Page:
The news is out: “millennials” hold socialism in high regard.
The Sanders campaign seems to have brought the idea, or at least the word, back in from the margins and made it appealing. Two years on, with midterm elections looming, others have picked up the ball and are running with it.
This is good news, even if it is far from clear what today’s newly minted “democratic socialists” have in mind — beyond opposition to capitalism or perhaps only to prevailing forms of capitalism. Because “socialism” can mean all kinds of things or nothing very specific at all, there are a lot of possibilities.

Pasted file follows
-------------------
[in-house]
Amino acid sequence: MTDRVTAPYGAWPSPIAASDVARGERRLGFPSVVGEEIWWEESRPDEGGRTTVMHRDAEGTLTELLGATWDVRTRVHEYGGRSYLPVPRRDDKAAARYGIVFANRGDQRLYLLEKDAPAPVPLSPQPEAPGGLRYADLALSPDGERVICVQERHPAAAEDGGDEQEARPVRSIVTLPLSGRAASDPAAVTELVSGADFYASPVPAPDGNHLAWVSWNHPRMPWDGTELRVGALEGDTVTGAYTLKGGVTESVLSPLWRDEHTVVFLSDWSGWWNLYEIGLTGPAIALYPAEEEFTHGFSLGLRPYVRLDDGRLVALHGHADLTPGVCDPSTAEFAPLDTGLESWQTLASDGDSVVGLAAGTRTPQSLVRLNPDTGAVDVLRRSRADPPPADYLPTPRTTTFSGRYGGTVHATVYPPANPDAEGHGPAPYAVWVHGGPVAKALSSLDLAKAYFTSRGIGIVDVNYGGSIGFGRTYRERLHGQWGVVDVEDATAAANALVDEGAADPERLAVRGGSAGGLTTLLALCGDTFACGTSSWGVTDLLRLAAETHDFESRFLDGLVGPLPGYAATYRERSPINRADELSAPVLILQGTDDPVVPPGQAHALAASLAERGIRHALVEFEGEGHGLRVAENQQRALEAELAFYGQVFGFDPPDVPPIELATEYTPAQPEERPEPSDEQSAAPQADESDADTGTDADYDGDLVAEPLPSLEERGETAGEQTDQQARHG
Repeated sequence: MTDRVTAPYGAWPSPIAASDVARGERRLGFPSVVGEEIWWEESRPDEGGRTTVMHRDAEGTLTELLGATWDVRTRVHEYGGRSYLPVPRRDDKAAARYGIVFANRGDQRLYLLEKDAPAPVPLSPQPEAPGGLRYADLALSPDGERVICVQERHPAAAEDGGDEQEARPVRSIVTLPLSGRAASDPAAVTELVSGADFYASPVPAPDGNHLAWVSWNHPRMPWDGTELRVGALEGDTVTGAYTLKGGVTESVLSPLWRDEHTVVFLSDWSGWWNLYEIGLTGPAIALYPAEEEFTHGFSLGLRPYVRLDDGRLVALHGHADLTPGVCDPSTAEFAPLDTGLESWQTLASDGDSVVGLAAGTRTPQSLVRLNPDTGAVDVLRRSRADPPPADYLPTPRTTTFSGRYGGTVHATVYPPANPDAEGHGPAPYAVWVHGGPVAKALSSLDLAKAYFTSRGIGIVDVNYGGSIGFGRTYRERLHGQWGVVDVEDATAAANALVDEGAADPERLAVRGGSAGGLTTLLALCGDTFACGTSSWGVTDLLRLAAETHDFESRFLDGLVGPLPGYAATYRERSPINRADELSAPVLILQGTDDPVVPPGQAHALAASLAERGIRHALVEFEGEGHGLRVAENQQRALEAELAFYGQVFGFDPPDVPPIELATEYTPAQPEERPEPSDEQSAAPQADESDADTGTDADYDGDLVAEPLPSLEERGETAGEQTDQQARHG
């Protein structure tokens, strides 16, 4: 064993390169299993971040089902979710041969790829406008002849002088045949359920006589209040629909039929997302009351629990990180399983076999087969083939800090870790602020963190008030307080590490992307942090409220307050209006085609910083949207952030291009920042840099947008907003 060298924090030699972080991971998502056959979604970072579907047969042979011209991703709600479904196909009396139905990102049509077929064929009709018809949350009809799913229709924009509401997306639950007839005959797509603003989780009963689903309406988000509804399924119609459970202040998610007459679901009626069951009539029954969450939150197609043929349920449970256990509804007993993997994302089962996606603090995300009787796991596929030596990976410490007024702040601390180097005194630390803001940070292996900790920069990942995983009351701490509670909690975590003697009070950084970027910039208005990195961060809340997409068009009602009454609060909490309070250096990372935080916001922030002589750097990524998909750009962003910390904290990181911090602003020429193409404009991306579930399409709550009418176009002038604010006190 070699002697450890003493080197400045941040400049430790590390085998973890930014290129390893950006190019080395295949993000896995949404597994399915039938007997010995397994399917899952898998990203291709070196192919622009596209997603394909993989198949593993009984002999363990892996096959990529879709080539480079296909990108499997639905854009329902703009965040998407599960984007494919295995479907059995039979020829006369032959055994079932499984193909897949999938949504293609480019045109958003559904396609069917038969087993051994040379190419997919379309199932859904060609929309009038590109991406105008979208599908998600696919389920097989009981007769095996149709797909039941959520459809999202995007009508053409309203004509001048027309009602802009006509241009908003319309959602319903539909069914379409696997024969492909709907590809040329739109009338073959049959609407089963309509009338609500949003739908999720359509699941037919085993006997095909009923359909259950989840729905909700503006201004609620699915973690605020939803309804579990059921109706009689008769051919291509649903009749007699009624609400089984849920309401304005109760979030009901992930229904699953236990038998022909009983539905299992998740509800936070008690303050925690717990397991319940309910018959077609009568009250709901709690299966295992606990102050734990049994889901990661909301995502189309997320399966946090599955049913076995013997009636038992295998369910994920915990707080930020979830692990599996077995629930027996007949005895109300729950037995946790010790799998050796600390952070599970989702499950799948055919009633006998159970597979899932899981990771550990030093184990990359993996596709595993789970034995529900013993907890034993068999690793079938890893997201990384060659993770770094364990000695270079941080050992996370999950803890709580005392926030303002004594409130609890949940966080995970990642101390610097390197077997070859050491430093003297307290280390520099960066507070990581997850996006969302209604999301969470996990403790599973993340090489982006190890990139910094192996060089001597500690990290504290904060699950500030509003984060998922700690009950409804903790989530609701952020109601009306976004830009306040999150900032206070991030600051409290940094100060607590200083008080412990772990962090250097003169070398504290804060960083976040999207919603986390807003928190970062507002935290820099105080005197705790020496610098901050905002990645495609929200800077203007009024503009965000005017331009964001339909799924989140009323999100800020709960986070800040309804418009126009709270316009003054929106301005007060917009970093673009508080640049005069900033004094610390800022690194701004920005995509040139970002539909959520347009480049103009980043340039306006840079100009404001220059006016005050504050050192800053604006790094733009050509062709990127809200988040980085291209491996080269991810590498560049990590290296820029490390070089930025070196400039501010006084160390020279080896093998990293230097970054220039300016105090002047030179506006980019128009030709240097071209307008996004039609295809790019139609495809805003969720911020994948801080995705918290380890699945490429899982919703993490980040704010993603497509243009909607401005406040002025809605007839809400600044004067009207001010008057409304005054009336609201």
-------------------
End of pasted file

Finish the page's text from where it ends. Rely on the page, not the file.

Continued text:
This has been the case ever since Henri de Saint-Simon (1760-1825) brought the word into common usage. With self-identified socialists missing from mainstream American politics for many generations, the ambiguities and imprecisions that have clustered around the notion from Day One are especially severe nowadays.
Contestation over what socialism is has given rise to problems in the past, and will likely do so again. For here and now, though, it may actually be best just to let the word in and see what comes out.
We mustn’t wait too long, however. What is going on now may be salutary, but there are limits; there can be too much of a good thing.
What there is plenty of now is creative enthusiasm. It should be encouraged and nurtured, not stifled by calls for more precision than circumstances warrant or by efforts to bring disparate views into line.